Ford production in China resumed in March, Ford Europe production started back up on May 4th and most North American Ford production resumed on May 18th. The restart in production hasn’t been without a completely smooth endeavor, as various facilities were forced to pause production for up to 24 hours for cleaning and area disinfection after workers tested positive for COVID-19.
Ford has taken major steps to steer through the COVID-19 pandemic. The automaker’s actions have primarily revolved around reducing and/or deferring expenses and shoring up cash. To that end, Ford suspended its dividend while borrowing $15.4 billion in March before borrowing another $8 billion in April.
While it was taking all of these actions during idled vehicle production, The Blue Oval has been producing shields, face masks, and respirators to help medical workers fight the virus on the front lines. Ford will continue making the PPE, at an accelerated pace in some instances, now that vehicle production has restarted,
Ford is also helping suppliers get through the trough created by the pandemic by paying its bills ahead of schedule.
A recent data point worth noting is that Ford COO Jim Farley bought $1 million in Ford stock, making it the largest open-market share purchase by a Ford executive in a decade.
Ford Stock Before COVID-19
Ford Motor Company was having various business-related issues well before the global COVID-19 outbreak, including lack of profitability in several key vehicle lines and in international regions, along with quality issues in critical product launches. To that end, Ford CEO Jim Hackett replaced Joe Hinrichs with Jim Farley as COO, allegedly due to major issues associated with the rollout of the all-new 2020 Ford Explorer and Lincoln Aviator – two key models that come at a critical time, given the popularity of crossovers and SUVs.
Ford announced even more changes to its executive ranks in late April. The changes, made by Farley after a 10 week-long deep dive, were presented as a way to “better serve customers, streamline decision-making and increase accountability.”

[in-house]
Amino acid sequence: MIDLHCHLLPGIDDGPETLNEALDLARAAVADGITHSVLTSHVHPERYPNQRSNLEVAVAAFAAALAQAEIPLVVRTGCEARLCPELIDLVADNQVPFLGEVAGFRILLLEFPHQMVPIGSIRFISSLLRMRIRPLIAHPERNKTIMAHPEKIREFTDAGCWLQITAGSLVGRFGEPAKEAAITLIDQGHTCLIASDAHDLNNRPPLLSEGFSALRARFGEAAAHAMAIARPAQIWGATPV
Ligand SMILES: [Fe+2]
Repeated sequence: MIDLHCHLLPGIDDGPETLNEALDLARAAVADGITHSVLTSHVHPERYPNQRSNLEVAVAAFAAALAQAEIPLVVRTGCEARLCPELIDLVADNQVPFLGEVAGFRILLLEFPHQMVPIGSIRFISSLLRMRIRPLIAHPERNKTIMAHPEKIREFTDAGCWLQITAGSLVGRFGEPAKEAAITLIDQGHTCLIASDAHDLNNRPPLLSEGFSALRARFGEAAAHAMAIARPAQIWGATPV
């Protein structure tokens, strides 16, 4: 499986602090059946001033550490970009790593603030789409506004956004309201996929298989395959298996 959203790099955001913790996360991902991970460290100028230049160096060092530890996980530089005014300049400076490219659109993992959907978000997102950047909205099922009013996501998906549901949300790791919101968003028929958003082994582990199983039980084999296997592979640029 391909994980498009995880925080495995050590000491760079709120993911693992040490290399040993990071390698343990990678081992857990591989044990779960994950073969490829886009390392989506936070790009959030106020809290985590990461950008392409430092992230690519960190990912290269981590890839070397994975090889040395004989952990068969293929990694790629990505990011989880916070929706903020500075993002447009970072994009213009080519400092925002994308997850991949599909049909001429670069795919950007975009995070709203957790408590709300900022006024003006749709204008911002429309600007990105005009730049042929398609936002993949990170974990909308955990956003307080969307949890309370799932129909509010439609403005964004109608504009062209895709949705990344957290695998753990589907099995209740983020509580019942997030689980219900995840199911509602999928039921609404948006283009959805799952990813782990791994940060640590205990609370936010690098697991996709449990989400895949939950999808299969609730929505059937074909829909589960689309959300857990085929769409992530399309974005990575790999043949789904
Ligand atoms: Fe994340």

Coronavirus-related items aside, we remain interested in seeing how Ford stock will perform throughout the rest of 2020, especially in light of various actions taken by the Dearborn-based automaker throughout 2019 and into 2020. The company has taken steps to optimize its business by discontinuing all sedans to focus on more profitable crossovers, SUVs, and pickup trucks in North America, while at the same time investing in resource-intensive autonomous vehicle technologies like its Argo AI autonomous service as well as electric vehicles. Both initiatives have yet to result in a positive ROI for any automaker.
It’s worth noting that The Blue Oval started both efforts much later than its direct rivals. For instance, FCA was the first to discontinue most of its sedan portfolio and General Motors started to invest heavily into EVs and autonomous vehicles much earlier than The Blue Oval. In July 2019, Ford announced details of its partnership with Volkswagen that would result in VW investing in Ford’s Argo AI venture. That tie-up was put into motion in an official capacity in early June.
In November 2019, Ford announced the new Ford Mustang Mach-E – an electric, four-door crossover inspired by the legendary Mustang pony car. Set to hit showrooms in early 2021, the vehicle represents the direction in which Ford is going as a company and where it’s taking its vehicle lineup.
The Mustang Mach-E also demonstrated that Ford isn’t afraid to upend legendary nameplates. Initially, Ford stock didn’t see any movement in value following the announcement. However, the automaker sold out the introductory Mustang Mach-E First Edition variant, which is a promising development, if it should serve as an indicator of future Ford share values.